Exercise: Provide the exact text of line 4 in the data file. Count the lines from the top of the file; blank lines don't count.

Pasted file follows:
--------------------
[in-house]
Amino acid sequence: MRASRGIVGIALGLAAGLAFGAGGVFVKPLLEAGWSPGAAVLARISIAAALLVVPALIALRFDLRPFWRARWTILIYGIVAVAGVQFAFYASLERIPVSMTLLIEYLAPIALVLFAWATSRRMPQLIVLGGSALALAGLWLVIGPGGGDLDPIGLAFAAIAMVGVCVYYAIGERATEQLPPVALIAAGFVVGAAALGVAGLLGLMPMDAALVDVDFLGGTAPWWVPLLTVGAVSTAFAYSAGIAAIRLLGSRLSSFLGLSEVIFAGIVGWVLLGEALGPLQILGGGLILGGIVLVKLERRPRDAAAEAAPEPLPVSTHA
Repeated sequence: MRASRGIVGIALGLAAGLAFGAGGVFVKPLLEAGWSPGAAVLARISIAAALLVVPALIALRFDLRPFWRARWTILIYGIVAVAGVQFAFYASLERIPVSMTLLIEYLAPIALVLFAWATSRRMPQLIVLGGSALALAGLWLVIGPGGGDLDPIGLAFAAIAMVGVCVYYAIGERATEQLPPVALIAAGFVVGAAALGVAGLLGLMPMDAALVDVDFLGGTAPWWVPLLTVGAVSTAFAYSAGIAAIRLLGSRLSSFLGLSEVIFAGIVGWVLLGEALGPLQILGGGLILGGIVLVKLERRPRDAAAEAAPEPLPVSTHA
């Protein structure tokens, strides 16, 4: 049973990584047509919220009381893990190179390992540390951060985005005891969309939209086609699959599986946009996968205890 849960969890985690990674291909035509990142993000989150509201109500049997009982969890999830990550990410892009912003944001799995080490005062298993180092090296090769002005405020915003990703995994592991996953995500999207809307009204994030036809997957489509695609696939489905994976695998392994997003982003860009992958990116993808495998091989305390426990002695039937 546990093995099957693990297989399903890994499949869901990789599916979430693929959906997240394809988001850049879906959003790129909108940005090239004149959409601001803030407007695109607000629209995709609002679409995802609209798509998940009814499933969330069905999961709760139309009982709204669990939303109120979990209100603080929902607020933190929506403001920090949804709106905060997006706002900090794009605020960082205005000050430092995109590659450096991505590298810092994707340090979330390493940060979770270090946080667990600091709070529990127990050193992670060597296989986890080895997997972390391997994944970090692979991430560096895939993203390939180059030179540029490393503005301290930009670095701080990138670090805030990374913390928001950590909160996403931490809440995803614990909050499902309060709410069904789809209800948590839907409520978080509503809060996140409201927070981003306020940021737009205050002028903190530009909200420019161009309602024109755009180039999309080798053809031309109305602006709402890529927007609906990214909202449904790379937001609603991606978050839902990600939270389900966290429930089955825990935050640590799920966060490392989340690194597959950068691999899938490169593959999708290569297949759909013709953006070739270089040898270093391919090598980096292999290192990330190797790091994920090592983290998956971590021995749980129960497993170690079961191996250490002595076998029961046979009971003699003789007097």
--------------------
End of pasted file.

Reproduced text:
């Protein structure tokens, strides 16, 4: 049973990584047509919220009381893990190179390992540390951060985005005891969309939209086609699959599986946009996968205890 849960969890985690990674291909035509990142993000989150509201109500049997009982969890999830990550990410892009912003944001799995080490005062298993180092090296090769002005405020915003990703995994592991996953995500999207809307009204994030036809997957489509695609696939489905994976695998392994997003982003860009992958990116993808495998091989305390426990002695039937 546990093995099957693990297989399903890994499949869901990789599916979430693929959906997240394809988001850049879906959003790129909108940005090239004149959409601001803030407007695109607000629209995709609002679409995802609209798509998940009814499933969330069905999961709760139309009982709204669990939303109120979990209100603080929902607020933190929506403001920090949804709106905060997006706002900090794009605020960082205005000050430092995109590659450096991505590298810092994707340090979330390493940060979770270090946080667990600091709070529990127990050193992670060597296989986890080895997997972390391997994944970090692979991430560096895939993203390939180059030179540029490393503005301290930009670095701080990138670090805030990374913390928001950590909160996403931490809440995803614990909050499902309060709410069904789809209800948590839907409520978080509503809060996140409201927070981003306020940021737009205050002028903190530009909200420019161009309602024109755009180039999309080798053809031309109305602006709402890529927007609906990214909202449904790379937001609603991606978050839902990600939270389900966290429930089955825990935050640590799920966060490392989340690194597959950068691999899938490169593959999708290569297949759909013709953006070739270089040898270093391919090598980096292999290192990330190797790091994920090592983290998956971590021995749980129960497993170690079961191996250490002595076998029961046979009971003699003789007097």